Malta Diary Blue seas, blue skies – but will we enjoy them with tranquillity once more? Here comes summer!
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I was then a youngster and the world was my oyster. Cares and worries were little except what was next for lunch or whether for Christmas dad would buy me a football as a present.
As both my parents had relatives in sister island Gozo our crossings were frequent. In those days there were one or two vessel sailings a day as opposed to the continual shuttle-service of recent years. My delight was to do the journey propped up against a side rail and watch myriads of flying fish fly out of the path of the approaching vessel while dolphins gambolled at the stern, relishing the wake and doing their leaping antics.
Sadly, all these disappeared in long-term recent years with hordes of seacraft ranging from small boats, yachts, cruisers, ships and massive liners completely surrounded our islands day and night, fouling up our seas – added to all the rubbish carelessly dumped into the blue sea.
How wonderful therefore to read and view in recent days the return of the dolphins – and some venturing into inner port and harbour areas to enjoy what is theirs and not our habitat!
The Covid-19 pandemic has had some upsides after all.
Summer is well on the way and what is better than a day of swimming and seaside picnicking – the delight of many, many thousands inhabitants and tourists all mingled together.
Sadly, not this summer. With social distancing and tourism down to a mere trickle as airports gradually reopen routes and operations on a very restricted basis, blue skies and our blue seas continue to beckon.
Would be tourists can only view pictures and videos with envy and muse “how I wish I was there right now”. Fortunately, for us inhabitants, all is still possible, although with great precautions.
Additionally, further resounding good news was the announcement last week that despite this was BEFORE the pandemic outburst, according to a report by the European Environmental Agency, almost 98% of the swimming zones in the Maltese Islands have an excellent quality of sea water as compared to the European average of other countries at 85%. The report still places Malta as the third best quality sea water in Europe following Cyprus and Austria.
The report states that 85 of the Islands’ 87 bays, when water samples were taken last year and analysed for drainage pollution had excellent results. Only two bays were not certified as excellent but the two Balluta bays were still classified to have good quality water for swimming.
The Maltese Islands placed third following Cyprus (99.1%) and Austria (98.5%) with the European average being just under 85%.
The country’s Water Services Corporation said the excellent certificate was achieved because of the modernisation of the drainage infrastructure and the fact that the four drainage plants filtered over 24 billion litres of draining.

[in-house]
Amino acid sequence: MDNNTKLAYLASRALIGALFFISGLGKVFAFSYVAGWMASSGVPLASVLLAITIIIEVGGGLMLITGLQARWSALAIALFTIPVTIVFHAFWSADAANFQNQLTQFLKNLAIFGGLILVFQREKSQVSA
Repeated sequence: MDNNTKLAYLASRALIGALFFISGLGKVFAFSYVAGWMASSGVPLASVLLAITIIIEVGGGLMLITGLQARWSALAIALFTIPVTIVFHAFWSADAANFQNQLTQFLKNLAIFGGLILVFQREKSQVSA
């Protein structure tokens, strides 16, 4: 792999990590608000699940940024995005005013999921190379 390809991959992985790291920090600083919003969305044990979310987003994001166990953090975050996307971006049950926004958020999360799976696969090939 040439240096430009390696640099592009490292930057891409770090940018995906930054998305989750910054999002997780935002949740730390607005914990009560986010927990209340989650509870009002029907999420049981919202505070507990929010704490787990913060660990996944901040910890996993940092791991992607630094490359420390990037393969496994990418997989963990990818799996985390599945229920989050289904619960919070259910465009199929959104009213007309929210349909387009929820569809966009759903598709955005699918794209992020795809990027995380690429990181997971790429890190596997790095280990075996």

In normal circumstances, a number of sandy bays absorb the throngs from early dawn to dusk and beyond. The beaches are small and quickly overflow with people, but there are also expanses of rock beaches and the more discerning get-away-from-the-crowds bracket seek the lonelier and more secluded areas to enjoy the peace and quiet. You might even find areas where nature lovers prefer to be in their birth suit.
In recent years diving holidays have become a rage and attract thousands of tourists to many diving schools offering instructions with qualified divers and deep sea diving. The relatively free-from-pollution sea enables excellent underwater vision and a number of wrecks have been submerged to make it more interesting.
Malta too now has now had for some time a National Aquarium in Qawra which is a daily magnet for thousands of visitors year round.
However, above all, the blue sea is the lure.
The most popular and sought-after beaches include Mellieha Bay (“Ghadira” in Maltese), Ghajn Tuffieha (which translates as the “Well of Apples”) adjacent to Golden Bay, Comino’s Blue Lagoon, Gozo’s Ramla l-Hamra (Red Sand Beach) where the red volcanic sands contrast sharply with the blue sea, Armier Bay, Paradise Bay, Qawra Point, St George’s Bay, Bugibba, Fond Ghadir (meaning “a deep pool”) in Sliema.
The seas around Malta are normally shark-free but in recent years have seen a proliferation of jelly fish because of changing climatic conditions and international over-fishing of fish species that normally crunch up the hated jelly fish. The sun has its perils too with daily very high uv figures averaging 9 and 10 points. Climate change has also seen the arrival of many marine species that have entered the Mediterranean via the Suez Canal and the Red Sea.
“Who is in, is in – who out, is out”
Used in the children’s game Hide ‘n Seek. Those having managed to hide are hidden, if not, they are out.